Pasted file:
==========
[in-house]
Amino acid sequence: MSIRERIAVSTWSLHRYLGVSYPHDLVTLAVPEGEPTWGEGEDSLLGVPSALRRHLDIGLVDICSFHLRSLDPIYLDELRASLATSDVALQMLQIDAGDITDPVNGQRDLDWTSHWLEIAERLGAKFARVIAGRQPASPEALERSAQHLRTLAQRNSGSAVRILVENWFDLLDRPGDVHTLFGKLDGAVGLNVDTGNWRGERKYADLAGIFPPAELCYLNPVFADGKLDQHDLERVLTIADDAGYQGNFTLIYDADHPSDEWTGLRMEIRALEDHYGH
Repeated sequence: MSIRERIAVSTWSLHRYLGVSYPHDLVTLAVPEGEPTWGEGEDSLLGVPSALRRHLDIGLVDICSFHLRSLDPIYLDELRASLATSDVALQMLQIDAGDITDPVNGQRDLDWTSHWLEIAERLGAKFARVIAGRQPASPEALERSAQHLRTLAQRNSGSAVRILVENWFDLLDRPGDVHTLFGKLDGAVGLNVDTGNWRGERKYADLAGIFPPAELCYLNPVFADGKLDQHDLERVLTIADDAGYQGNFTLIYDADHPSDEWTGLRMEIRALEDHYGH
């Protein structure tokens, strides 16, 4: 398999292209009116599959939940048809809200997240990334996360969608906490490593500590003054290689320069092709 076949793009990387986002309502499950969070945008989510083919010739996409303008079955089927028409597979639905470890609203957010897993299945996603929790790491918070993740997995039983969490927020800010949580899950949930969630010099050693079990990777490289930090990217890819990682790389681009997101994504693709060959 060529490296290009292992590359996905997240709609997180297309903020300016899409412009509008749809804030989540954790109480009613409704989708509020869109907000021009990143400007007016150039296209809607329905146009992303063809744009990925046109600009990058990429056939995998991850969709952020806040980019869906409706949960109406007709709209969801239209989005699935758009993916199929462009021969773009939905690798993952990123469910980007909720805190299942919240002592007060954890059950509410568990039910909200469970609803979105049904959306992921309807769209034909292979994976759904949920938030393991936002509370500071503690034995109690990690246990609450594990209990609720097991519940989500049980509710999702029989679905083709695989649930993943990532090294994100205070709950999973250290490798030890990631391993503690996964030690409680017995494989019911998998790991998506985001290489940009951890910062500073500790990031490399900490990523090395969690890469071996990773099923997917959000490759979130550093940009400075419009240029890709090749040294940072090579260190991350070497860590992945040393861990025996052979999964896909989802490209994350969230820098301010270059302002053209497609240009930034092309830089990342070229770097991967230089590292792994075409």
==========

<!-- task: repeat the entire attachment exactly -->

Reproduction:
[in-house]
Amino acid sequence: MSIRERIAVSTWSLHRYLGVSYPHDLVTLAVPEGEPTWGEGEDSLLGVPSALRRHLDIGLVDICSFHLRSLDPIYLDELRASLATSDVALQMLQIDAGDITDPVNGQRDLDWTSHWLEIAERLGAKFARVIAGRQPASPEALERSAQHLRTLAQRNSGSAVRILVENWFDLLDRPGDVHTLFGKLDGAVGLNVDTGNWRGERKYADLAGIFPPAELCYLNPVFADGKLDQHDLERVLTIADDAGYQGNFTLIYDADHPSDEWTGLRMEIRALEDHYGH
Repeated sequence: MSIRERIAVSTWSLHRYLGVSYPHDLVTLAVPEGEPTWGEGEDSLLGVPSALRRHLDIGLVDICSFHLRSLDPIYLDELRASLATSDVALQMLQIDAGDITDPVNGQRDLDWTSHWLEIAERLGAKFARVIAGRQPASPEALERSAQHLRTLAQRNSGSAVRILVENWFDLLDRPGDVHTLFGKLDGAVGLNVDTGNWRGERKYADLAGIFPPAELCYLNPVFADGKLDQHDLERVLTIADDAGYQGNFTLIYDADHPSDEWTGLRMEIRALEDHYGH
């Protein structure tokens, strides 16, 4: 398999292209009116599959939940048809809200997240990334996360969608906490490593500590003054290689320069092709 076949793009990387986002309502499950969070945008989510083919010739996409303008079955089927028409597979639905470890609203957010897993299945996603929790790491918070993740997995039983969490927020800010949580899950949930969630010099050693079990990777490289930090990217890819990682790389681009997101994504693709060959 060529490296290009292992590359996905997240709609997180297309903020300016899409412009509008749809804030989540954790109480009613409704989708509020869109907000021009990143400007007016150039296209809607329905146009992303063809744009990925046109600009990058990429056939995998991850969709952020806040980019869906409706949960109406007709709209969801239209989005699935758009993916199929462009021969773009939905690798993952990123469910980007909720805190299942919240002592007060954890059950509410568990039910909200469970609803979105049904959306992921309807769209034909292979994976759904949920938030393991936002509370500071503690034995109690990690246990609450594990209990609720097991519940989500049980509710999702029989679905083709695989649930993943990532090294994100205070709950999973250290490798030890990631391993503690996964030690409680017995494989019911998998790991998506985001290489940009951890910062500073500790990031490399900490990523090395969690890469071996990773099923997917959000490759979130550093940009400075419009240029890709090749040294940072090579260190991350070497860590992945040393861990025996052979999964896909989802490209994350969230820098301010270059302002053209497609240009930034092309830089990342070229770097991967230089590292792994075409």